Rosemary Rodd '63 struggled financially to put herself through college. After spending one year at Rice, she left to work full-time as a secretary, eventually taking night classes at another university. Most semesters, she could barely afford to take one class.
Over 50 years later, Rosemary returned to Rice to fund a scholarship, hoping to help students just like her.
When I attended, I was impressed by the quality of Rice and very much wished I could have stayed and graduated," she says. "Giving to schools and students is one of my favorite things. I just remember how hard I had to work and scrape to go to school."
Rosemary says her philanthropic spirit comes from her parents. Her competitive spirit, however, comes from elsewhere - exactly where, she's not sure, but over the years it's allowed her to succeed in everything from business to racing. "I was raised to be a southern lady," Rosemary says. "My mother raised me to be the company president's wife, and she was horrified when I turned into the company president."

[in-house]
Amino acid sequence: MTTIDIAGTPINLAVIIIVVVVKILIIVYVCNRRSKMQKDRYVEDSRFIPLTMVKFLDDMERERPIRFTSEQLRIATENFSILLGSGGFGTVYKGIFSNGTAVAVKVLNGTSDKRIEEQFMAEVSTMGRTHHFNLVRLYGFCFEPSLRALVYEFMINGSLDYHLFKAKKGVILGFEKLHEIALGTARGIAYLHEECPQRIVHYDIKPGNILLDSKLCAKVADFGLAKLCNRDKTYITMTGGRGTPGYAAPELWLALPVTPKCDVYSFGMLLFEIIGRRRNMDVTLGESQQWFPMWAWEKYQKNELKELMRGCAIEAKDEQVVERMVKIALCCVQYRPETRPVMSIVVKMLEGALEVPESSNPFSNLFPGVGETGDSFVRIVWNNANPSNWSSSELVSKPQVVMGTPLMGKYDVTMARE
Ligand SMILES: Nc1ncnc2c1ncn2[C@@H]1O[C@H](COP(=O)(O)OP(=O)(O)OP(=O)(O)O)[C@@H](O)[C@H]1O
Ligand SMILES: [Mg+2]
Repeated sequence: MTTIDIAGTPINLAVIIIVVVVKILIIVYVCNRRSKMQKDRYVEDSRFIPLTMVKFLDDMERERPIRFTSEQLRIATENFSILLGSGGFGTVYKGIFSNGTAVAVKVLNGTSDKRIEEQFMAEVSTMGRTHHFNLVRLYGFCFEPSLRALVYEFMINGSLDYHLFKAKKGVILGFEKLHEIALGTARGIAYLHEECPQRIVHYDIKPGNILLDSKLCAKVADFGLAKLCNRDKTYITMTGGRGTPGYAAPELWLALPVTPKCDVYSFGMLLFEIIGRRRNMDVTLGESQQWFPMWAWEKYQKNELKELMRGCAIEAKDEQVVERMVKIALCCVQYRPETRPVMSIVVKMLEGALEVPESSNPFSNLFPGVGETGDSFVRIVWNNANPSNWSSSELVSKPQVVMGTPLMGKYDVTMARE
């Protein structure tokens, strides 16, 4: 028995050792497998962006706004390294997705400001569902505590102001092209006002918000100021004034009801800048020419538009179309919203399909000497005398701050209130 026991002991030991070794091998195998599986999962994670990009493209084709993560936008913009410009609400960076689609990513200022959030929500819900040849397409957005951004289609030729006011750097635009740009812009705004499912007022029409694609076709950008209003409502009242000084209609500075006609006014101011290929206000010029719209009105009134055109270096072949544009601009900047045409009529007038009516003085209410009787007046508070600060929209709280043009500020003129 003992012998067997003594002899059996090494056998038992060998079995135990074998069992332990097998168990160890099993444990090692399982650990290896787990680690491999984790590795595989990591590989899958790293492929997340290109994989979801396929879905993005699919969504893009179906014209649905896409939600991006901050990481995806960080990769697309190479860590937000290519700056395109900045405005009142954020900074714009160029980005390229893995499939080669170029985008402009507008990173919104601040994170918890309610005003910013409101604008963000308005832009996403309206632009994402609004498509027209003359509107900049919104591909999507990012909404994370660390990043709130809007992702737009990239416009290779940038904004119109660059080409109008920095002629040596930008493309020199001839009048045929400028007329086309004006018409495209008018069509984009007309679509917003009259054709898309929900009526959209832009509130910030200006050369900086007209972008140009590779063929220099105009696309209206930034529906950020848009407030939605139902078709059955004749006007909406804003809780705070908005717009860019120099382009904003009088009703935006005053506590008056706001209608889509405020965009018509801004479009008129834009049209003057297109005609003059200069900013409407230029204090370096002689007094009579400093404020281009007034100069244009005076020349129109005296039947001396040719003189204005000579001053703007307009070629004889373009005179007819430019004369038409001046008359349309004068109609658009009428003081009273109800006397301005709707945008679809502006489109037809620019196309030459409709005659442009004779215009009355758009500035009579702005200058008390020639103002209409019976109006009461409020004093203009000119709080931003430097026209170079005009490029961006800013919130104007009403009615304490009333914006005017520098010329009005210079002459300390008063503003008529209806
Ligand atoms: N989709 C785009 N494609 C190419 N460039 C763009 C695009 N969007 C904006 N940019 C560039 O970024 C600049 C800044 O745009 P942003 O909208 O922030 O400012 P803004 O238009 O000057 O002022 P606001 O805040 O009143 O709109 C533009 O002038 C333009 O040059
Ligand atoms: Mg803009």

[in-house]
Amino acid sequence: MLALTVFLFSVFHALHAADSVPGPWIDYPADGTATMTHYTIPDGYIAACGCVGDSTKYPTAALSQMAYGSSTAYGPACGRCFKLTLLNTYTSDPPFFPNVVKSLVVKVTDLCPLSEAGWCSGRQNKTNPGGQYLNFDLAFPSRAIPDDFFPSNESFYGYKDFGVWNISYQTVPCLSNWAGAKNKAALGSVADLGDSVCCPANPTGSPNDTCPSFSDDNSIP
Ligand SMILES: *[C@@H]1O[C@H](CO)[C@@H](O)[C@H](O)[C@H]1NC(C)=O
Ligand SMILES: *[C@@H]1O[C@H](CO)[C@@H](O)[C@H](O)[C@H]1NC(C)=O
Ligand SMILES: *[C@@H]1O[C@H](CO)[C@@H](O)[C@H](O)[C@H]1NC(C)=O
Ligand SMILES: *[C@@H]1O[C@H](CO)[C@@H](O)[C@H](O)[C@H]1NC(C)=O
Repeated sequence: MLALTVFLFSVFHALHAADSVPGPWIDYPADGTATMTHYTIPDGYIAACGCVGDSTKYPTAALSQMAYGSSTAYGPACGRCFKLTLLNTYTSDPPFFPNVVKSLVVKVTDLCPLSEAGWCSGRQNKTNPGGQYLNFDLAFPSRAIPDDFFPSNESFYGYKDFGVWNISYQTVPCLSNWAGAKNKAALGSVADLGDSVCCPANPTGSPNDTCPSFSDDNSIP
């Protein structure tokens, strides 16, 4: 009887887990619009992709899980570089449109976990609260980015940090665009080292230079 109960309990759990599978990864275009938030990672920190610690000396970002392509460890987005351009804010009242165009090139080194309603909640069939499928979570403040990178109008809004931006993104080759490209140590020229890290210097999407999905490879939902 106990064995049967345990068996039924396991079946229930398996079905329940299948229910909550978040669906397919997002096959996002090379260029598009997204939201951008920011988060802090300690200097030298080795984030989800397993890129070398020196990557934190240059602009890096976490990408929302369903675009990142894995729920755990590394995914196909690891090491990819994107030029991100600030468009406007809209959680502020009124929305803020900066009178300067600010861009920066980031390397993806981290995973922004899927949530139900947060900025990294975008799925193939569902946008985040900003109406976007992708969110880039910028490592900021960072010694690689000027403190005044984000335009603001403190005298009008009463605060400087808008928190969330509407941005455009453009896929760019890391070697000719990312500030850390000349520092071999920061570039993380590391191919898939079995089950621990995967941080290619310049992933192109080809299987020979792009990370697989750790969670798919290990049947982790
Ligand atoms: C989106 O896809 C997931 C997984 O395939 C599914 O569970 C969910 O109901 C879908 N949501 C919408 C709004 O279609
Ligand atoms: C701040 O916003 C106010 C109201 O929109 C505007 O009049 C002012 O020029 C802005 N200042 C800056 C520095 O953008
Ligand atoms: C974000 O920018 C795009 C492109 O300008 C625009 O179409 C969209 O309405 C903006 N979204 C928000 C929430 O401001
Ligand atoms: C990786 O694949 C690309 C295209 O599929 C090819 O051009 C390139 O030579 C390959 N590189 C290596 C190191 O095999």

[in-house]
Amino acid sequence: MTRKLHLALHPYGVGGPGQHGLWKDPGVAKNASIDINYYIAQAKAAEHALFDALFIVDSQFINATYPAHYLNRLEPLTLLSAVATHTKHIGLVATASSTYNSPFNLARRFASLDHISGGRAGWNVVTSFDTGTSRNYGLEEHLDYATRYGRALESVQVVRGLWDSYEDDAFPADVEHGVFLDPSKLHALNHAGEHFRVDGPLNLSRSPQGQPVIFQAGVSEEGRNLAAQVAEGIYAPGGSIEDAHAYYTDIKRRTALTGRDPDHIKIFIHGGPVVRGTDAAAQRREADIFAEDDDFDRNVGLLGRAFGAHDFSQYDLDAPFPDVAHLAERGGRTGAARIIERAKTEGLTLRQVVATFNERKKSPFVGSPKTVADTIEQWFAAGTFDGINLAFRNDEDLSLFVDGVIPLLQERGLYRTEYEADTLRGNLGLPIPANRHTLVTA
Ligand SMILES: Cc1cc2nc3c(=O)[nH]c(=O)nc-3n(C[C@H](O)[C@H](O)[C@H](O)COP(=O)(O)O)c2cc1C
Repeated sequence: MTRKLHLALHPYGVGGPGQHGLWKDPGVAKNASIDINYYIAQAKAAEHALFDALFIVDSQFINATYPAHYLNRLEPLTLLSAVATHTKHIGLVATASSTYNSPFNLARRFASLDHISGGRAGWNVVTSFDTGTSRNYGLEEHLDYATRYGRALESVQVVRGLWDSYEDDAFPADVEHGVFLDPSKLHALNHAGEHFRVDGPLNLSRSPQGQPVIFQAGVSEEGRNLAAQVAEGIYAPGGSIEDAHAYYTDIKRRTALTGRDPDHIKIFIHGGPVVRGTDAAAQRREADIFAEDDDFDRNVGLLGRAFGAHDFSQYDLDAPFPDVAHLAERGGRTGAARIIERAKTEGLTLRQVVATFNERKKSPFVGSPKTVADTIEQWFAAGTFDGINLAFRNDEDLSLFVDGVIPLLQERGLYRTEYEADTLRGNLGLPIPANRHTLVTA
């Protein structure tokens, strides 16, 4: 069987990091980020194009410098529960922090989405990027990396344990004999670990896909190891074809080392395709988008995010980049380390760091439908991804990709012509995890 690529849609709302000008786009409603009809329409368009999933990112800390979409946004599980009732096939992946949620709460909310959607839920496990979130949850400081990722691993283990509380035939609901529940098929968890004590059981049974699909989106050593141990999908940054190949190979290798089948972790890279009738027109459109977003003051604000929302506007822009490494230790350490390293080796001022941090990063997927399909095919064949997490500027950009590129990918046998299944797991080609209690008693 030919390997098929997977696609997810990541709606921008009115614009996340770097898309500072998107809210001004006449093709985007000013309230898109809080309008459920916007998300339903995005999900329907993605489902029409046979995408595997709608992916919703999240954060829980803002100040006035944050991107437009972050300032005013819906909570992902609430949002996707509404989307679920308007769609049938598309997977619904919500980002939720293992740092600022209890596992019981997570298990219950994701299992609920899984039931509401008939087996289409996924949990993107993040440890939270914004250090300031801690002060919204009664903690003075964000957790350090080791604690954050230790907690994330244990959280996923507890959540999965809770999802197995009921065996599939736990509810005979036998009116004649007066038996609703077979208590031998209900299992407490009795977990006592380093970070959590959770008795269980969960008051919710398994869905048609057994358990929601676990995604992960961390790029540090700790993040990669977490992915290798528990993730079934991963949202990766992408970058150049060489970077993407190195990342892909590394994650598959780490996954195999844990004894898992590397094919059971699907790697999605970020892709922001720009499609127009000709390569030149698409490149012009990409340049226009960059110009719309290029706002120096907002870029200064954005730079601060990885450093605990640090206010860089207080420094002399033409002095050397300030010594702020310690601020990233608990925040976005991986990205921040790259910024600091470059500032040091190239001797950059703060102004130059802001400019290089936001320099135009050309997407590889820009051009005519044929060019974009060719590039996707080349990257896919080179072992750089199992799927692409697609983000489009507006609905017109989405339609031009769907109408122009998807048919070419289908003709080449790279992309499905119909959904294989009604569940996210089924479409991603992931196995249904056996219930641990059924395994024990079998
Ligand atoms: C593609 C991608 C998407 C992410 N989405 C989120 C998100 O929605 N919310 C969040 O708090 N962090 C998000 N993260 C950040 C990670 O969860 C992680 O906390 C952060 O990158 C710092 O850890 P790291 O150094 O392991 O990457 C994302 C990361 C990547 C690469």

Driven to succeed, Rosemary eventually earned her degree and carved out a successful career in business, working for Southland Corp. and Xerox, before leaving to run three businesses of her own - Leo's Pro Audio, Spitzer Music and Spitzer Helicopter Leasing. In her spare time, she enjoys almost any activity that involves adrenaline, including racing Porsches.
"If you're not scaring yourself, you're not going fast enough," she says, detailing her racing and business philosophy. "You never think about the speed while you're doing it. All you think about is going faster and being better. I think business is that way. You just want to go faster, be better and get your organization further."
By funding the Rosemary S. Rodd Endowed Scholarship and adding to it through a charitable remainder trust, Rosemary hopes to open doors for students who lack the means to attend Rice, but carry her same drive and determination.
"If I can give something that helps some undergraduate here, so that maybe they don't have to drop out, I'll feel good about that," she says.